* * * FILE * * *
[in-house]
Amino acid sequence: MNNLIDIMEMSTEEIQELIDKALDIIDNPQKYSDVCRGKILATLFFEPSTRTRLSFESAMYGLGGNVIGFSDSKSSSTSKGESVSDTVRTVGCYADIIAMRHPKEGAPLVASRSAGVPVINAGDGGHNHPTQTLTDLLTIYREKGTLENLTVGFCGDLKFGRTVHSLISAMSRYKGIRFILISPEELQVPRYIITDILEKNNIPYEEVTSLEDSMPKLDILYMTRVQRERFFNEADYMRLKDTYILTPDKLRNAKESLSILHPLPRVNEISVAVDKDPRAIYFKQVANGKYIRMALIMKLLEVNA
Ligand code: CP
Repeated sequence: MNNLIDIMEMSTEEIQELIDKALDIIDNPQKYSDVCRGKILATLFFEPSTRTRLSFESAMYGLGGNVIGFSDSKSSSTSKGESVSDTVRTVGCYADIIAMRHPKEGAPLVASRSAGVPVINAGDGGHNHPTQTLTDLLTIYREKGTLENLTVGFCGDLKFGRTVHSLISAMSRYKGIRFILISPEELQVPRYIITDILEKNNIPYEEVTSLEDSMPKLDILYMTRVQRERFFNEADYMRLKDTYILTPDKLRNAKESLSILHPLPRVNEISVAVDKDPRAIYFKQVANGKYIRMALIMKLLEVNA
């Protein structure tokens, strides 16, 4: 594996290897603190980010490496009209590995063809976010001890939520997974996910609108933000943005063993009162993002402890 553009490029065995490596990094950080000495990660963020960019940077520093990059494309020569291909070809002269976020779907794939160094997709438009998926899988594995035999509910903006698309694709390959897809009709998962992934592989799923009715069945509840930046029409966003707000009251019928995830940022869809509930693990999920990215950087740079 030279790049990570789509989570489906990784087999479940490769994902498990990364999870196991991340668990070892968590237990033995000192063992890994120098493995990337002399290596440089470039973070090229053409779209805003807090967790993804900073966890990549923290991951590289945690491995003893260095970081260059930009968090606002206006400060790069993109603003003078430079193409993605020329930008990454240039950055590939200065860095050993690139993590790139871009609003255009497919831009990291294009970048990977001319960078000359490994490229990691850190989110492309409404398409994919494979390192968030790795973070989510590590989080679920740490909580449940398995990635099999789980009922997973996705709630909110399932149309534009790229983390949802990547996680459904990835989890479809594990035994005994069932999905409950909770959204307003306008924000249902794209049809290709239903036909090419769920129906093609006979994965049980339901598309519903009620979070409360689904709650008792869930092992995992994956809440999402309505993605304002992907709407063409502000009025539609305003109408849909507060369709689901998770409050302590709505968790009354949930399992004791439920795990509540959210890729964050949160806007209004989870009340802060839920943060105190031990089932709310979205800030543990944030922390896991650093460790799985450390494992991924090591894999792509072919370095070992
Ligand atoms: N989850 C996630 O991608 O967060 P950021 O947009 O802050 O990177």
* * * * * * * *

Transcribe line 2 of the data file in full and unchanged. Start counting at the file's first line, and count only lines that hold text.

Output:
Amino acid sequence: MNNLIDIMEMSTEEIQELIDKALDIIDNPQKYSDVCRGKILATLFFEPSTRTRLSFESAMYGLGGNVIGFSDSKSSSTSKGESVSDTVRTVGCYADIIAMRHPKEGAPLVASRSAGVPVINAGDGGHNHPTQTLTDLLTIYREKGTLENLTVGFCGDLKFGRTVHSLISAMSRYKGIRFILISPEELQVPRYIITDILEKNNIPYEEVTSLEDSMPKLDILYMTRVQRERFFNEADYMRLKDTYILTPDKLRNAKESLSILHPLPRVNEISVAVDKDPRAIYFKQVANGKYIRMALIMKLLEVNA